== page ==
7. The next installment of Rs.60.13 crores towards IRC computed @ Rs. One lakh per Hectare was due on 21.11.2012 and the representation of the petitioner was not decided, hence the petitioner approached this Court at Bombay in Writ Petition No. 2714 of 2012. On 22.11.2012, this Court directed the State Government to decide the petitioner's representation within eight weeks. The petitioner vide letter dated 18.12.2012 informed Respondent Nos. 3 & 5 about amounts deposited and grant of personal hearing. Separate communication was sent to Respondent No. 5 disputing the bill raised towards water charges pointing out that water charges could be levied only two years after company started drawing water and also disputing its right to levy interest. On 27.12.2012, Respondent No. 5 – informed that Respondent No. 4 was seized of the matter and refuted petitioner's charges that no water charges or interest was payable. The petitioner's claim that on 03.01.2013 it clarified that payments made towards IRC were without prejudice to the petitioner's rights and submissions under law and the representations filed by it. It further stated that interest could be determined once the representations were conclusively decided. On 21.01.2013, the petitioner informed Respondent No. 3 about pending representation. This was repeated on 28.01.2013.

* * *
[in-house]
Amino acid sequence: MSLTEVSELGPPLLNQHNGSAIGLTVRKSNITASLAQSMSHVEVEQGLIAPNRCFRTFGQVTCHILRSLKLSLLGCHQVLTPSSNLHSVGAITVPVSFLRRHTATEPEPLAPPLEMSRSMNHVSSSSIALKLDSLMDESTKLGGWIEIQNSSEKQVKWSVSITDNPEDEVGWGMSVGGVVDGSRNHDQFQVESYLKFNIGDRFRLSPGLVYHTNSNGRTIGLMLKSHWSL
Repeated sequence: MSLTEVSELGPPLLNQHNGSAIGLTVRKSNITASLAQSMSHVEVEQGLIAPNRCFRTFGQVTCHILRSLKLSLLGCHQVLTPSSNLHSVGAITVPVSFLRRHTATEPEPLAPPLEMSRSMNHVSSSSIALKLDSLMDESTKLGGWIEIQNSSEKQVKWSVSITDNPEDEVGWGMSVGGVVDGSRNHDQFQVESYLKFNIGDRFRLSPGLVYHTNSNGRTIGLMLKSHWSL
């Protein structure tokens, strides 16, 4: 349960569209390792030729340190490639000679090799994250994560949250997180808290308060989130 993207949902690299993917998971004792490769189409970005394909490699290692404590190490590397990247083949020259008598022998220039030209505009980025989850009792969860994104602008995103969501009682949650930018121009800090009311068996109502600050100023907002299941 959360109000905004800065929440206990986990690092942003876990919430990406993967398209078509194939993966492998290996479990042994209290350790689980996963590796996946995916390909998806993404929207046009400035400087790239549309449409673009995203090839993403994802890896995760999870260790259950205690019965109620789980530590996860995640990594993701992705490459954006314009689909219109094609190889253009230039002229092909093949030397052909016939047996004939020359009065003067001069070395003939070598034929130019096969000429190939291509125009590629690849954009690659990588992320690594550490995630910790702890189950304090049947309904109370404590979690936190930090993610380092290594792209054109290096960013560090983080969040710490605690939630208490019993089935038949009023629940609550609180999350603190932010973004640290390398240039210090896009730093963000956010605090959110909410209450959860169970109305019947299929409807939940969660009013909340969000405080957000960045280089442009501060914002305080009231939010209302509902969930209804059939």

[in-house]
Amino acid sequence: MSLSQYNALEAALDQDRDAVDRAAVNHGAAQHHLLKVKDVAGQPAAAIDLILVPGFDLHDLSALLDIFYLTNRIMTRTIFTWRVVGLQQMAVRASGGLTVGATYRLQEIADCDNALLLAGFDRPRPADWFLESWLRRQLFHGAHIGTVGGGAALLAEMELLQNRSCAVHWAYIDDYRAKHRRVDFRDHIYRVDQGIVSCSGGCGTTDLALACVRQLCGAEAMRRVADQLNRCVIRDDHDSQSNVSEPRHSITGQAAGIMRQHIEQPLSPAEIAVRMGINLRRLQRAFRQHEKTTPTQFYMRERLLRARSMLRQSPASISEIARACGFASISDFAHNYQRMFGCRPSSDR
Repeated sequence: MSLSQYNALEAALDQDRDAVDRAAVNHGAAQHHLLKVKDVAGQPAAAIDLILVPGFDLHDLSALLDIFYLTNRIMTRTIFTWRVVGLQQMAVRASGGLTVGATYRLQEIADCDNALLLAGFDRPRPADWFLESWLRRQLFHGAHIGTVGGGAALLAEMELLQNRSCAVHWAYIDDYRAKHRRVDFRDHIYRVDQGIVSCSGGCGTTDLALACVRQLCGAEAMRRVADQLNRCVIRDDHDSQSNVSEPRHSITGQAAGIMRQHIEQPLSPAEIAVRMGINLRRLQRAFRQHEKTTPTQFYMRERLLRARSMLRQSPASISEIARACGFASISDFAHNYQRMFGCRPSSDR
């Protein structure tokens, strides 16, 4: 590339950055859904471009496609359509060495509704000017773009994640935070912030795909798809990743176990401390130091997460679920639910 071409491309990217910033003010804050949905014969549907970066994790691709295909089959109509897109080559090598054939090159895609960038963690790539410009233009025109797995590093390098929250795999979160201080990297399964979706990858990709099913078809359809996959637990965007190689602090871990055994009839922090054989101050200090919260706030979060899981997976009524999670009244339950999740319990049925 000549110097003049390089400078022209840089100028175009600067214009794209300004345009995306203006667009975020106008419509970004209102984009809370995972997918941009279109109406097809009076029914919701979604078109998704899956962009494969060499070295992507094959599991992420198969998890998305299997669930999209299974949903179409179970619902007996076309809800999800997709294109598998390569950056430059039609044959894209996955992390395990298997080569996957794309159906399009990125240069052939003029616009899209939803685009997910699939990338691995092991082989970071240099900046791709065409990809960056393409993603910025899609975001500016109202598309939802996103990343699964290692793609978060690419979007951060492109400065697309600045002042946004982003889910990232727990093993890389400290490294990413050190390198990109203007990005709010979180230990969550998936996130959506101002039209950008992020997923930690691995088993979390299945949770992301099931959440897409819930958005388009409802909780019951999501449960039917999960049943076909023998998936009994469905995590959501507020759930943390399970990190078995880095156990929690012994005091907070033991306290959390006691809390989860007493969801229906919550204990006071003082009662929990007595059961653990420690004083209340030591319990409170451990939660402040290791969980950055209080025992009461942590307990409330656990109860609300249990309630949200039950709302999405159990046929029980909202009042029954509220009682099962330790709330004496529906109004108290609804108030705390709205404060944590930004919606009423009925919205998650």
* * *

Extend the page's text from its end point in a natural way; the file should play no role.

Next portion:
8. The Water Resources Department vide letter dated 29.01.2013, summarily disposed of the petitioner's objections. This disposal has been questioned in present writ petition.
9. We have heard Shri M.G. Bhangde, learned Senior Advocate with Shri S.D. Dewani, learned counsel for the petitioner, Shri Rohit Deo, Associate General with Mrs. Bharti H. Dangre, learned Government Pleader for respondent Nos. 1 to 3 & 7 and Shri S.G. Jagtap with S.S. Godbole, learned counsel for respondent Nos. 4 to 6.
10. After narrating the facts, Shri Bhangde, learned Senior Advocate has submitted that the dispute in this writ petition is about the area qua whicu & rate at which Irrigation Restoration Charges (IRC) is to be calculated. According to him, it should be Rs.50,000/- per Hectare while the respondents claim to be Rs. One lakh per Hectare. On second contention about the area with reference to which this IRC is to be calculated, he points out that according to the petitioner, there is absolutely no loss of irrigation potential and, therefore, as not an inch of land has been deprived of irrigation, the petitioner is not required to pay anything on that count. He further contends that in the alternative, the said area is eithrt 4600 Hectare or then, 13140 Hectare. Thus, the calculation considering that area to be 23218 Hectare by the respondents is not correct.